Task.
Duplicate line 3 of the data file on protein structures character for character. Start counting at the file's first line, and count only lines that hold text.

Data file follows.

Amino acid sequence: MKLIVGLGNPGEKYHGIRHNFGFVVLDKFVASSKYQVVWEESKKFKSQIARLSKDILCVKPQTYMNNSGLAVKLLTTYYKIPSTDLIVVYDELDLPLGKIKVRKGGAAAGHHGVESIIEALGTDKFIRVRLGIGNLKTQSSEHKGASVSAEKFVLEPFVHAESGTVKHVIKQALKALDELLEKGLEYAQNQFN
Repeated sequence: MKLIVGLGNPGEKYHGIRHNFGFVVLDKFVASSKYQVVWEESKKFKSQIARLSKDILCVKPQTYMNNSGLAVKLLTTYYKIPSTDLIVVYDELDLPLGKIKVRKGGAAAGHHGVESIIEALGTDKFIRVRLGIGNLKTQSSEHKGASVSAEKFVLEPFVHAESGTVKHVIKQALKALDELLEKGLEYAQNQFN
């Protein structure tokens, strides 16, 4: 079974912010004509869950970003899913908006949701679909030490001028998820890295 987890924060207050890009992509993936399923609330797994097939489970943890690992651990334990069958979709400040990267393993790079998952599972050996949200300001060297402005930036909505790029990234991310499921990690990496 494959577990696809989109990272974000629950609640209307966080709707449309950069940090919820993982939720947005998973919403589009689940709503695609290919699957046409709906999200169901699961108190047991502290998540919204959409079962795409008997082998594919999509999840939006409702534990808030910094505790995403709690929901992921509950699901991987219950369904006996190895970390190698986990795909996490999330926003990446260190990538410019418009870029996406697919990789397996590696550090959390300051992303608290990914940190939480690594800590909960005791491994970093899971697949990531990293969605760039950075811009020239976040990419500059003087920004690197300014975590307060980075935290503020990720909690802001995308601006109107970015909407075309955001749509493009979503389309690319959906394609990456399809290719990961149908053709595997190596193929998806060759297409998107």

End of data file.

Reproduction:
């Protein structure tokens, strides 16, 4: 079974912010004509869950970003899913908006949701679909030490001028998820890295 987890924060207050890009992509993936399923609330797994097939489970943890690992651990334990069958979709400040990267393993790079998952599972050996949200300001060297402005930036909505790029990234991310499921990690990496 494959577990696809989109990272974000629950609640209307966080709707449309950069940090919820993982939720947005998973919403589009689940709503695609290919699957046409709906999200169901699961108190047991502290998540919204959409079962795409008997082998594919999509999840939006409702534990808030910094505790995403709690929901992921509950699901991987219950369904006996190895970390190698986990795909996490999330926003990446260190990538410019418009870029996406697919990789397996590696550090959390300051992303608290990914940190939480690594800590909960005791491994970093899971697949990531990293969605760039950075811009020239976040990419500059003087920004690197300014975590307060980075935290503020990720909690802001995308601006109107970015909407075309955001749509493009979503389309690319959906394609990456399809290719990961149908053709595997190596193929998806060759297409998107």